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This is one of the very good series of BBC produced dramatisations of Lindsey Davis novels. Murder, intrigue, mystery set in the Roman Empire of Vespasian. It features Marcus Didius Falco, private investigator, who is ‘persuaded’ to take on a dangerous, secret task for the Emperor. Really he is the put upon little man from the lower orders of Roman society, knocked about by more powerful forces, and although battered and bloodied, uses all his street wise savvy to come through against the odds - and gets the girl.
It has a nice balance between sinister with a bit of tongue in cheek. Quips and black humour throughout. But for all that the validity of plot, atmosphere and pace is well maintained.
The quality of presentation is very high – as you come to expect from BBC products. The lead roles, and especially Anton Lesser (who is one of my favourite voices) as Falco, were excellent. Some of the other parts were a little cardboard and the gay barber part was camp cliché.
All in all though, a very enjoyable listen. I would recommend anyone to this story and to others in the series.
4 of 4 people found this review helpful
There couldn't be a better full cast dramatisation of The Iron Hand of Mars.
Anton Lesser (Falco) gives yet another stunning performance, along with Anna Madeley (Helena Justina), and the rest of the cast.
I'm not looking forward to reviewing the next, and sadly the last, full cast dramatisation with our favourite regular cast.
I have read and re-read the books, and now am having fun listening to them on audio. Great narration! These novels have a little bit of something for everyone- they're good mysteries, they're an interesting look at the Roman Empire, and the main character is funny. Smart, but also light and entertaining. So far there has only been one book in the series I haven't absolutely loved.
2 of 2 people found this review helpful
Would you listen to The Iron Hand of Mars (Dramatised) again? Why?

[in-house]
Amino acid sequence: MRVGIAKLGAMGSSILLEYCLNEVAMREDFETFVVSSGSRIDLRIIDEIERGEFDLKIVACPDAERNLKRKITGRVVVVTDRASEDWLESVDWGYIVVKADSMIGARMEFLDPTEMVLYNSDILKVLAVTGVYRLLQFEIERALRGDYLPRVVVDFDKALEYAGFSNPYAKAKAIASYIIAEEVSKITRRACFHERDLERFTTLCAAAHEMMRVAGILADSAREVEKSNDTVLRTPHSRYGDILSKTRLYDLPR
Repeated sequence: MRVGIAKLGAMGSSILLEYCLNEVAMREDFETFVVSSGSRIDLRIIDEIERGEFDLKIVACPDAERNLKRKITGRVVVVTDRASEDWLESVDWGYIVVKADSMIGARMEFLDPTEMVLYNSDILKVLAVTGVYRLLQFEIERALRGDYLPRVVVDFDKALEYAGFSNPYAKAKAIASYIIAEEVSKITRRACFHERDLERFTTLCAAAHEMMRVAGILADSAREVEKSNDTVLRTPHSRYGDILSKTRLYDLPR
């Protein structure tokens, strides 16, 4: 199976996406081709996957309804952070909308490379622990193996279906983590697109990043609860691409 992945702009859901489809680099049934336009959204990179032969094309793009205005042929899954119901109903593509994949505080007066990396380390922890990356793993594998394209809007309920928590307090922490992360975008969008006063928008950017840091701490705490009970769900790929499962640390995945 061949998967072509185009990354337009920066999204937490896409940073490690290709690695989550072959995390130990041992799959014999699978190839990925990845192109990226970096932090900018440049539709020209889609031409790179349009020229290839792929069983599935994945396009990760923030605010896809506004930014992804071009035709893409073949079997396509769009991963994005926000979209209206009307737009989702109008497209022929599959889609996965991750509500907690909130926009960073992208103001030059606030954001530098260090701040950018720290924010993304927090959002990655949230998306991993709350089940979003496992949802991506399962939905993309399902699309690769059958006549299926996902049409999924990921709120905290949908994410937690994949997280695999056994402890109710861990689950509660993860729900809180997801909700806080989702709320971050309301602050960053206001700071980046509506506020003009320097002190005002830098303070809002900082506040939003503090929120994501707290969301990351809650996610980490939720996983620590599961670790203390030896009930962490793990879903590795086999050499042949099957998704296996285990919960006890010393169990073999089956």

I loved the dramatized Iron Hand of Mars. It was full of life and the voices were so distinct that it was easy to tell who was who. The scene sounds were good and made descriptions unnecessary. It was fast moving while keeping the essence of the story and its humour.
What other book might you compare The Iron Hand of Mars (Dramatised) to and why?
The Didius Falco stories are delightful. Falco is such an interesting character with a dry sense of humour. Each story has new twists and turns.
Valerio Massimo Manfredi writes on similar themes, as does Umberto Eco. Great stuff you can get your teeth into!
Which scene was your favorite?
The story is littered with interesting scenes as it twists and turns. Each book is not only a complete story in itself but also adds a little to Falco's private life.
Was this a book you wanted to listen to all in one sitting?
As a short yet engrossing radio play of under 3 hrs, it was easy to listen to in one sitting. The only issue was the frequent pre- and post- titles with each track - packaged for the radio episodes. I didn't need to know every 20 minutes who the actors were.
Any additional comments?
If the story was available as a narrated audiobook, I would've chosen to listen to that instead but the radio-play made a delightful way to fill in the gaps in the Falco series.